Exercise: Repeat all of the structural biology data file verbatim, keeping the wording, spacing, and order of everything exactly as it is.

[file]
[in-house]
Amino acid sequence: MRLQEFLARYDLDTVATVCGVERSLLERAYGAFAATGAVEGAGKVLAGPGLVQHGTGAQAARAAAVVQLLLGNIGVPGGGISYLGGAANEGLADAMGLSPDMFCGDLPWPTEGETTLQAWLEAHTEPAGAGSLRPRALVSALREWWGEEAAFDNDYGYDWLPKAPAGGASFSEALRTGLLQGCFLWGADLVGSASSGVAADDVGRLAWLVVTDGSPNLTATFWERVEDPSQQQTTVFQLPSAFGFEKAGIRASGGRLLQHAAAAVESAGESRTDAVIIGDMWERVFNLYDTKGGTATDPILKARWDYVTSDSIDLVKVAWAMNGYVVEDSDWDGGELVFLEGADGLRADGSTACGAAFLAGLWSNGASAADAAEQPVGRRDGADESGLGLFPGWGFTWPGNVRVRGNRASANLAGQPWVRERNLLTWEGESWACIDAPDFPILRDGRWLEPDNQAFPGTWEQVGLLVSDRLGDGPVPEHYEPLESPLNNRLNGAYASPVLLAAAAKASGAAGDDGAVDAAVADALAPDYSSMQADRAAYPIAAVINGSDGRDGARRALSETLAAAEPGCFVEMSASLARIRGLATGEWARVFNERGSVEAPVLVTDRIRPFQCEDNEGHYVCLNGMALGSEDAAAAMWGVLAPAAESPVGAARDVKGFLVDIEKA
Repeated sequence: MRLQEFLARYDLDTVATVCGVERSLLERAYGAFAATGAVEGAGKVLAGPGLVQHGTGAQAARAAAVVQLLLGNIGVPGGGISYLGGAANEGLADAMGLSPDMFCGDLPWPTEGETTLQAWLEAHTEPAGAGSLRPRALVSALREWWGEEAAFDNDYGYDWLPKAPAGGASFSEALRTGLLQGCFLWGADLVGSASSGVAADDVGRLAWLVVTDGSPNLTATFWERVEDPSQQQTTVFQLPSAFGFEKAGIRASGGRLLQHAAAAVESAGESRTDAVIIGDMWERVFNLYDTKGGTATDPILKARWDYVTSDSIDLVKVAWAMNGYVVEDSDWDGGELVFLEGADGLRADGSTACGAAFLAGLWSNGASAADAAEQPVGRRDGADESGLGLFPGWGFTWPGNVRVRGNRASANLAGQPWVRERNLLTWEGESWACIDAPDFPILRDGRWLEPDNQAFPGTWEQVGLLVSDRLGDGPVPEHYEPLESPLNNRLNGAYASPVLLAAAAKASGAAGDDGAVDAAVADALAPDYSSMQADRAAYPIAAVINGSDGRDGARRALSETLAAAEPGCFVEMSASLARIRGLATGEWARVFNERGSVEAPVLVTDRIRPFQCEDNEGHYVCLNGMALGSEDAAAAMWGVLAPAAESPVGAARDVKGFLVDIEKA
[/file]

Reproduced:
[in-house]
Amino acid sequence: MRLQEFLARYDLDTVATVCGVERSLLERAYGAFAATGAVEGAGKVLAGPGLVQHGTGAQAARAAAVVQLLLGNIGVPGGGISYLGGAANEGLADAMGLSPDMFCGDLPWPTEGETTLQAWLEAHTEPAGAGSLRPRALVSALREWWGEEAAFDNDYGYDWLPKAPAGGASFSEALRTGLLQGCFLWGADLVGSASSGVAADDVGRLAWLVVTDGSPNLTATFWERVEDPSQQQTTVFQLPSAFGFEKAGIRASGGRLLQHAAAAVESAGESRTDAVIIGDMWERVFNLYDTKGGTATDPILKARWDYVTSDSIDLVKVAWAMNGYVVEDSDWDGGELVFLEGADGLRADGSTACGAAFLAGLWSNGASAADAAEQPVGRRDGADESGLGLFPGWGFTWPGNVRVRGNRASANLAGQPWVRERNLLTWEGESWACIDAPDFPILRDGRWLEPDNQAFPGTWEQVGLLVSDRLGDGPVPEHYEPLESPLNNRLNGAYASPVLLAAAAKASGAAGDDGAVDAAVADALAPDYSSMQADRAAYPIAAVINGSDGRDGARRALSETLAAAEPGCFVEMSASLARIRGLATGEWARVFNERGSVEAPVLVTDRIRPFQCEDNEGHYVCLNGMALGSEDAAAAMWGVLAPAAESPVGAARDVKGFLVDIEKA
Repeated sequence: MRLQEFLARYDLDTVATVCGVERSLLERAYGAFAATGAVEGAGKVLAGPGLVQHGTGAQAARAAAVVQLLLGNIGVPGGGISYLGGAANEGLADAMGLSPDMFCGDLPWPTEGETTLQAWLEAHTEPAGAGSLRPRALVSALREWWGEEAAFDNDYGYDWLPKAPAGGASFSEALRTGLLQGCFLWGADLVGSASSGVAADDVGRLAWLVVTDGSPNLTATFWERVEDPSQQQTTVFQLPSAFGFEKAGIRASGGRLLQHAAAAVESAGESRTDAVIIGDMWERVFNLYDTKGGTATDPILKARWDYVTSDSIDLVKVAWAMNGYVVEDSDWDGGELVFLEGADGLRADGSTACGAAFLAGLWSNGASAADAAEQPVGRRDGADESGLGLFPGWGFTWPGNVRVRGNRASANLAGQPWVRERNLLTWEGESWACIDAPDFPILRDGRWLEPDNQAFPGTWEQVGLLVSDRLGDGPVPEHYEPLESPLNNRLNGAYASPVLLAAAAKASGAAGDDGAVDAAVADALAPDYSSMQADRAAYPIAAVINGSDGRDGARRALSETLAAAEPGCFVEMSASLARIRGLATGEWARVFNERGSVEAPVLVTDRIRPFQCEDNEGHYVCLNGMALGSEDAAAAMWGVLAPAAESPVGAARDVKGFLVDIEKA